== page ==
I am now an avid label reader, and was shocked and somewhat horrified at how much extra sugar is in things, even things we believe to be 'healthy' such as flapjack, fruit juice and breakfast cereal.

    This is not an easy road, our brains are 'hot wired' to crave calorie dense sugary foods when we are tired, stressed, anxious or ill. But having the knowledge really helps. I have read lots and still have lots to learn, but from what I understand, eating sugary things upsets our hormonal balance, the hunger and satiety hormones as well as insulin, and this then creates further cravings. Giving up or at least reducing our overall sugar consumption will give massive boost to our health and weight.

    Good luck everyone 😊

    Anna

  • Great advice Anna61

  • Thank you very much for the great tips Anna :-)

  • MrsEmilyWoodMalloy

    This explains how I feel about Diet Coke and my own personal battle to give it up 😊

  • Hi Elke,

    I'll support you with this. I'm type 2 diabetic, but I know it's the carbs that I need to keep a careful eye on, but the sugar us a little blighter too, lol.

    Happy to listen to and encourage others. So fire away x 😊

  • Hi quirkybee, thank you for your support. During my research about sugar addiction most of the information I'v found about sugar was on Diabetic sites, so thank you for supporting us.

  • Hi everyone,

    I have been following my sweet sober challenge since the second week of November when I couldn't take the constant craving/ face stuffing/ sugar hangover circle anymore. I really felt like an alcoholic but with sweets which is why I called it sweet sober.

    At first it was just supposed to be a break until the end of November but when I realised that I wanted to keep going I made a simple rule to help me in the long run: "No Sweets In England!". This means that although I am in the habit of abstaining from chocolate, sweets, cake, ice cream etc on a daily basis, trips abroad are planned exceptions where anything is allowed. I am currently on a 72 day streak and have not had sweets on 197 out of 208 days. My next trip abroad is planned for September. Maybe by then I won't want to make an exception at all.

    Good luck to everyone :)

    Tanja

  • Wow, HealthyTanja, your stats are very impressive and very motivating. I'm feeling exactly the same...like an alcoholic but with sweets and I'm sooo tired of it.

    Thank you for sharing :-)

  • Hi, unfortunately I had very sad news last night and I'm on my way home to Germany now. not sure when I'll be back. I'm so sorry but everything is on hold for the moment. Take good care.

  • Alles Gute Elke. Hope to see you again soon!

  • Thank you for your wishes Tanja :-)

  • sorry to hear that. Thinking of you x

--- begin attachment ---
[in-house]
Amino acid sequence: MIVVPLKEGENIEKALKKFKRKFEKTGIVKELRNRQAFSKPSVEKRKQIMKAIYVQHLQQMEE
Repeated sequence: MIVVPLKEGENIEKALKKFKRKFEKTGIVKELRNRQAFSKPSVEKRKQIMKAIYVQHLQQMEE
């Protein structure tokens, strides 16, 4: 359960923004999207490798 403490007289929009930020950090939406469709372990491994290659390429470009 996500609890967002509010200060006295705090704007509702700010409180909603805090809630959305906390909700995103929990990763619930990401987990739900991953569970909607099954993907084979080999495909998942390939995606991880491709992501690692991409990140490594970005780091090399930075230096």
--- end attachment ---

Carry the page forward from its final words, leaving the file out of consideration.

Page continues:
• Thank you Hlb82, much appreciated.

  • Great challenge Elke516. I struggle with sugary stuff - tea with sugar and occasional sweets and chocolates. I really appreciate help to finally let go off sugar!

  • Great to have you with us matets. We can all support each other.... I know I need lots of it :-) Thank you.

  • Great posts Elke. I would like to join too as I really struggle with sweets, biscuits etc.

    Hope your trip home wasn't too sad. Look forward to hearing from you when your ready.

  • I feel like it's a constant cycle. I've just finished my tea and now all I can think about is what treats i can eat. It's an obsessive thought! Hope you are feeling strong against the sugar!

  • Thank you ractrac01, together we can do this! :-)

  • Hello Elke.

    I would love to join you on this journey. I'm a true sugar addict, I'm terrible. My weight has shot up unbelievably high, (weighing in morning) I've got to kick it, Im doing my health no good at all.

    Will check in tomorrow.

    Claire

  • I think if I could kick the sugar addiction and keep treats as treats then I'd stand a good chance of loosing weight. I've even twisted my diet around and had lots of dried fruits to get my sugar rush, because it's fruit right? (No-I still didn't loose any weight). So today my daughter had made jam tarts and I have just sat and watched the family eat them. I'm trying my hardest to keep treats for special occasions. It's my birthday in 3 weeks. I'm aiming to have cake for my birthday and not before. I'm currently on day one of this challenge, I agreed to join a few days ago, but I gave in to my cravings. Got a few hours left of today to have accomplished day one. Hope you are having a good day x

  • Birthday cake hmmmm, something to look forward to, for sure :-) :-)